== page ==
Taylor De Cordoba opened its doors to the public on April 15, 2006. Since then, the gallery has mounted over thirty exhibitions, participated in numerous art fairs, and launched a lauded bi-monthly reading series. Taylor De Cordoba and gallery represented artists have been featured in local and international publications, including: Frieze, Art in America, Artforum, Artweek, Art LTD, V Magazine, Elle, Vanity Fair, W Magazine, Los Angeles Times, The New York Times, LA Weekly, Beautiful Decay, C Magazine, Whitewall, The Huffington Post, LA Confidential, Angeleno and more. Los Angeles natives Heather Taylor and Alex de Cordoba co-own the gallery. Taylor De Cordoba is located at 2660 S La Cienega Blvd in Los Angeles, CA and is open to the public Tuesday – Saturday, 11am-6pm. For additional press information, please contact Heather Taylor at firstname.lastname@example.org or (310) 559-9156.
FROHAWK TWO FEATHERS: Crocodile Company, Part I. La Guerre Des Machettes Danseuses (The War of The Dancing Machetes)
February 19 through March 26, 2011
Taylor De Cordoba is pleased to present Crocodile Company, Part I. La Guerre Des Machettes Danseuses (The War of The Dancing Machetes), a new series of mixed media paintings and drawings by Los Angeles-based artist Frohawk Two Feathers. The exhibition will run from February 19 through March 26, 2011, with an opening reception for the artist on Saturday February 19 from 6-8pm. This is his third solo show with the gallery.
Frohawk Two Feathers continues to demonstrate his skill as a master storyteller, spinning tales of colonialism, imperialism and conquest with his wholly unique iconography. Blending his obsession with the history of conflict and pop culture influences from video games, films and TV shows, the artist tells a wartime narrative starring an imagined cast of fascinating characters. Using two classic traditions of both painting and map making, Two Feathers communicates a tragic, yet often humorous story that, through a slight of hand and bristle of the brush retell and reshape historical roles of race, class, and gender. Originally trained in photography, the artist uses elaborately staged photographs of friends and family as the source material for the final portraits on view.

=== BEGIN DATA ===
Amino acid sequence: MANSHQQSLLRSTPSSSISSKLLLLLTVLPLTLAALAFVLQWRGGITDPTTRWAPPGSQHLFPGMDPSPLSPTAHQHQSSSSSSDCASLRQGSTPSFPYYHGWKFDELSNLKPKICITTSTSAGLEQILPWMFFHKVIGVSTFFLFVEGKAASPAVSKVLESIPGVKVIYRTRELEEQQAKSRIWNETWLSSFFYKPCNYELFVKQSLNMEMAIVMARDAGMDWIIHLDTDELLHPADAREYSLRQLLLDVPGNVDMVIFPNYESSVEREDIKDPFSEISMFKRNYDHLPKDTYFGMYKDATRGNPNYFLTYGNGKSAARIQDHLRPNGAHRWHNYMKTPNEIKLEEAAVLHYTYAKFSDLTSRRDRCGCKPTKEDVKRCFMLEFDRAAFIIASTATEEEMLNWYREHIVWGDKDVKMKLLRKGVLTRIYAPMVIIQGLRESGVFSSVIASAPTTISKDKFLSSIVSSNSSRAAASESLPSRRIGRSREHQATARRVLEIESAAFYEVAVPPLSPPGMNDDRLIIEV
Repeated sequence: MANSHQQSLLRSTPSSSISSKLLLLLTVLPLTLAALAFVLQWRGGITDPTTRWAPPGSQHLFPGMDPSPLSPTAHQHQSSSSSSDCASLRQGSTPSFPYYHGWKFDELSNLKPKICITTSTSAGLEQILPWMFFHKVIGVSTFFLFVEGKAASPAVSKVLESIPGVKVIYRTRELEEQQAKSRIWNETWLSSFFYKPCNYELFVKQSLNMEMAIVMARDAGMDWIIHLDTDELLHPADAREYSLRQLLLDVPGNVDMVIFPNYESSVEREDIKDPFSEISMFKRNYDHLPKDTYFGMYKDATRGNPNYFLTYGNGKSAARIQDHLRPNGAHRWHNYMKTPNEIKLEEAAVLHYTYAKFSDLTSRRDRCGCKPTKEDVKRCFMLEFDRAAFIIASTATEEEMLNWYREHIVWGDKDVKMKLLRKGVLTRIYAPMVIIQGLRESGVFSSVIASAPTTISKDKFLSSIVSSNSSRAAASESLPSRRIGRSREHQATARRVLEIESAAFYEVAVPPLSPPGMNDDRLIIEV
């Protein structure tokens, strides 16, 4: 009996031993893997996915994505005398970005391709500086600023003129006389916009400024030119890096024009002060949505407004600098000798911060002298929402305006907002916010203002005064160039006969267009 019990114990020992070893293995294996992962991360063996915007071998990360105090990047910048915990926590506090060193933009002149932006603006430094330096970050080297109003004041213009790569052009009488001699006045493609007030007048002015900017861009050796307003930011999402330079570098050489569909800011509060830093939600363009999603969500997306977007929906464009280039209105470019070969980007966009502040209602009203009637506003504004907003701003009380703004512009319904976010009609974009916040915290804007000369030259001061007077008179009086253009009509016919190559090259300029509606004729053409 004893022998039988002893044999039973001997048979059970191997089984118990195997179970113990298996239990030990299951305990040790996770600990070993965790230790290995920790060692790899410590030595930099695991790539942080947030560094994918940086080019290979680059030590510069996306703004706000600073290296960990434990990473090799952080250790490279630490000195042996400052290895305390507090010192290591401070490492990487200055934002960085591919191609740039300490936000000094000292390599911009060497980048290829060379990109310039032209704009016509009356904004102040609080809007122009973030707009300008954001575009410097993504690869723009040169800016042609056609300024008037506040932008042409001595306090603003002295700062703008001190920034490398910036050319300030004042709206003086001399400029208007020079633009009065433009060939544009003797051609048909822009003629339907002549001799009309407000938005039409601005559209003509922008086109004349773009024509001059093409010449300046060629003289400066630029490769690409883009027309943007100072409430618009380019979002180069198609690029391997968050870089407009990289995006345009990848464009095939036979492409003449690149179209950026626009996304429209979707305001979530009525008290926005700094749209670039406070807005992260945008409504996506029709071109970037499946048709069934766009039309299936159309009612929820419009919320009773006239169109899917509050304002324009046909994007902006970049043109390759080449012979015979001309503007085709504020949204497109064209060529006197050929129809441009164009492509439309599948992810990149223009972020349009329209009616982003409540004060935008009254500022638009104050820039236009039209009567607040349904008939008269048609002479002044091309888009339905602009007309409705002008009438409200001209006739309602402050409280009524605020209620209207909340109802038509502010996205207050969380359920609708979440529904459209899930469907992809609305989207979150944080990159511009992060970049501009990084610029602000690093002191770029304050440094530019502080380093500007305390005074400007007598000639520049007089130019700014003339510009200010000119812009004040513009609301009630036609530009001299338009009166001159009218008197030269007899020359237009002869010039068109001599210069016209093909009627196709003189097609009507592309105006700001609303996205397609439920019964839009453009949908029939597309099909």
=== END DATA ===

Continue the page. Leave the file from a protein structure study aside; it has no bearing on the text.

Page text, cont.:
As with his previous bodies of work, each series functions as a chapter in a never-ending tome. Set in 1789 in the Caribbean, “The War of the Dancing Machetes” is a story of assassination, slavery and the fight for power. Deadly clashes between the black ruling class and “The Crocodile Company” (the newly propertied “mulatto” soldiers), drive this story. While these themes of unrest are familiar in art history, Two Feathers approaches his subjects with a keen eye, creating a unique and memorable visual language. And as a viewer immersed in his storytelling, one cannot help but question whether the specifics come from the artist’s mind or straight from the history books. The artist loosely based this series on the actual “War of Knives” that was fought as a precursor to Haitian independence.
Sasha Bezzubov: Wildfire,
January 8 – February 12, 2011